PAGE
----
40 is the new 40

Note: This was originally published on August 11, 2019.

I’ve never been a good judge of age. I feel incredibly uncomfortable when people do that thing where they encourage me to guess their age because the facts are that a) It doesn’t really matter to me and b) I’m going to be forced to guess some number lower than what I maybe think and whatever number I maybe think is vague at best, anyway, due to the first sentence in this paragraph.  I’m going to aim slightly lower than the age I think you might be because I’ve spent most of my life being a people-pleaser and in doing so I’m going to suffer feelings of being disingenuous and that always stresses me out. See? This is not a fun game.

The game is starting to shift, though, and it’s because I’m old enough to have grown tired of managing everyone else’s expectations and feelings at the cost of my own and that is what 40 is looking like, for me. In case this needs to be said, I’m not suggesting that I blow off responsibilities or put my feelings first in such a way that I think it’s okay to be hurtful to others. Neither of those things is remotely in line with my values or desires. Similarly, one of my values needs to be placing value in myself.

At some point within the last year I saw a tumblr post on one of those “best of” compilations that spoke to me, as follows:

I have spent nearly 40 years breaking myself into bite-sized pieces. I’ve worried that I’m too weird, I’m too nerdy, I’m too wordy, I’m too big, I’m too much. 40 changed that. 40 gave me permission to say that I’m tired of trying to please everyone. 40 gave me permission to say that this is who I am. 40 gave me permission to recognize that I will never be everyone’s cup of tea but that some people don’t like tea and, frankly, it’s not up to me to change their mind. 40 gave me permission to stop apologizing all the time for being myself. 40 gave me permission to be angry sometimes and it also gave me permission to be happy.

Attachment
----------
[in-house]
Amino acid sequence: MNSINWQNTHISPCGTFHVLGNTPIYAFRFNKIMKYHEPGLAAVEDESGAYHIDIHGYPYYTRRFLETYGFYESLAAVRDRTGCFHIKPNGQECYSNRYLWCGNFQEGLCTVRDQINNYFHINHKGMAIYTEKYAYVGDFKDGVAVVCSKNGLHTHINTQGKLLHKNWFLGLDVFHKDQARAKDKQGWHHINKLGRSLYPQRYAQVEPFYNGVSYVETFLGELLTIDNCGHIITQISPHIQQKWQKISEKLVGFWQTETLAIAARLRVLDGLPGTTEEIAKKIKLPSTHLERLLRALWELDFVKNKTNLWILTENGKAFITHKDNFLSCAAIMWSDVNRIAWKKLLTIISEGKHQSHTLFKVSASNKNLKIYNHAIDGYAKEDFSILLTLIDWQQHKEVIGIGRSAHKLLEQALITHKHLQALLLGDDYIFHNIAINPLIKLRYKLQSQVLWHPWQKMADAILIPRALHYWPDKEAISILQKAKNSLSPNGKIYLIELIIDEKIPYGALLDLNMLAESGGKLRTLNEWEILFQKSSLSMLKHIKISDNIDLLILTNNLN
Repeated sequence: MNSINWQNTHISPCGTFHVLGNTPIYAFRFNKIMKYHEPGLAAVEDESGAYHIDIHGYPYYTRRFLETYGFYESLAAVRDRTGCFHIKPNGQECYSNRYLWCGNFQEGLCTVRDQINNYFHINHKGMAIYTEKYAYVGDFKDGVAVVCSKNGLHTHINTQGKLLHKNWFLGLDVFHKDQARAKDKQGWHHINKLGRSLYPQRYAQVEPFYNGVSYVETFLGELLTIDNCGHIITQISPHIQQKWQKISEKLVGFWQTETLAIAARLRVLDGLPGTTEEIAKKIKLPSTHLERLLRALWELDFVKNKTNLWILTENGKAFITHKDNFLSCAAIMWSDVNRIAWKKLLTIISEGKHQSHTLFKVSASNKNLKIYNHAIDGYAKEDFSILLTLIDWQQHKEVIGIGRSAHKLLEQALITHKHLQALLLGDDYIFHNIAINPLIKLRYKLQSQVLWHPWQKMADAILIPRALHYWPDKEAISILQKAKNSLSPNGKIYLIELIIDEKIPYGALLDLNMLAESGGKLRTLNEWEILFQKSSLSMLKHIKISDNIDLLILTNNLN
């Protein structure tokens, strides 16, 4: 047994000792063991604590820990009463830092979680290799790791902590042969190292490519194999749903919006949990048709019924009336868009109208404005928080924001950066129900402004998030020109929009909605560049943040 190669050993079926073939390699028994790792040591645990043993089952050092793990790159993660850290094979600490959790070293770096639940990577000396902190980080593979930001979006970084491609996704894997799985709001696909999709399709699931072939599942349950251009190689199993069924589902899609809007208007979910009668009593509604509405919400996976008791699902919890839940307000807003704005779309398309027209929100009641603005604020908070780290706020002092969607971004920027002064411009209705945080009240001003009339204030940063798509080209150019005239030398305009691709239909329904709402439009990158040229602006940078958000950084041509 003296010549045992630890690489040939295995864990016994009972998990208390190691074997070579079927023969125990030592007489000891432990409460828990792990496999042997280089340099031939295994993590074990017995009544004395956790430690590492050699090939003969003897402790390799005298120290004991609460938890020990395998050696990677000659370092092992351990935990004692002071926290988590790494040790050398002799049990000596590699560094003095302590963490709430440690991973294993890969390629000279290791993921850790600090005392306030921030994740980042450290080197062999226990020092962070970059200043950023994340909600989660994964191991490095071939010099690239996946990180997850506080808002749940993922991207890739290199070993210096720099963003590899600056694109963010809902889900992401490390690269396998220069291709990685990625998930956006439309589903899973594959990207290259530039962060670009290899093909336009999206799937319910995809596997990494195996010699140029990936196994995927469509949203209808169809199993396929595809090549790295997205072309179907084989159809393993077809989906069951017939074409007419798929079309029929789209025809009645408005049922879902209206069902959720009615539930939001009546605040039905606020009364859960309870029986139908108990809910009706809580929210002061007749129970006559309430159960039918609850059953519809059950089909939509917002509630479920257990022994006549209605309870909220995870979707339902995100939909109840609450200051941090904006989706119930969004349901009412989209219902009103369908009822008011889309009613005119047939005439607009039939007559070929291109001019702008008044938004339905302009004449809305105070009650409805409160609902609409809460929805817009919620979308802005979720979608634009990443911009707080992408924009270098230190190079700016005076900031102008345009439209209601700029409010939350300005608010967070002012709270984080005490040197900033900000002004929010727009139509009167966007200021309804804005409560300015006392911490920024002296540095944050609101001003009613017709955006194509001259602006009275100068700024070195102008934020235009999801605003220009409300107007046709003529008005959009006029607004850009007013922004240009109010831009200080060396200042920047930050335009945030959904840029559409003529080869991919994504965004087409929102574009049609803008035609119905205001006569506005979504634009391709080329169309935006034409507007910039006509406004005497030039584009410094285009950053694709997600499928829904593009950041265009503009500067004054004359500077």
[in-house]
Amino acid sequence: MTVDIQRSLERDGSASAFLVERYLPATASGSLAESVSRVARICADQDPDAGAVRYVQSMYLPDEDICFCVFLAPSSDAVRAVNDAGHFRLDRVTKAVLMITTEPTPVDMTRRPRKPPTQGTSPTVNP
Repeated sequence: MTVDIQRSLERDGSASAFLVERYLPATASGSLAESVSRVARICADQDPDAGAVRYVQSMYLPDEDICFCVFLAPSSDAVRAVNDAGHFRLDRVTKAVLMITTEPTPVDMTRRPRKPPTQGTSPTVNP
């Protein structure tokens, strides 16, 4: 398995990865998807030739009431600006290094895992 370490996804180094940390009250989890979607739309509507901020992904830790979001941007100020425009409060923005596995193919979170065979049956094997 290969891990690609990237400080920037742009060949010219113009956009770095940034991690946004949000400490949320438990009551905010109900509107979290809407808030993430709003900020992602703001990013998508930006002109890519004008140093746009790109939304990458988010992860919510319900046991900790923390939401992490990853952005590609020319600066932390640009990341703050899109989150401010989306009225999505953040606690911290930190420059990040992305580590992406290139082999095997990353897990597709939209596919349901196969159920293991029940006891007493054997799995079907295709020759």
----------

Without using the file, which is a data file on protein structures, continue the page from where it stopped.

I fit many of the tropes about middle-aged women. I really do like the music they’re playing in the grocery stores. I actually can get pretty excited about a new kitchen gadget. I really do want a pumpkin-spice latte a couple times a year. So what? Excuse me for trying to find joy in a mundane chore like shopping, or wanting a gadget to make the endless meal prep a little easier, or for wanting a moment of warmth and comfort in a cup. The world so often tells women that the things they like, or want, or do are “trite”, or “cute”, or “unimportant” and many of us buy into that for a lot of years…far too many years (any number of years is too many). And then 40 comes along (or maybe it’s a different age for you) and you realize that the world is always going to ask you to make yourself smaller but that it will never matter how many times you try to fold yourself up or over because  the world will just keep asking.

The important part of the tumblr post isn’t the bit about letting people choke, though. I don’t want anyone to choke.  Rather, it’s that I’m tired of breaking myself into bite-sized pieces. Instead, it’s up to people not to bite off more than they can chew.

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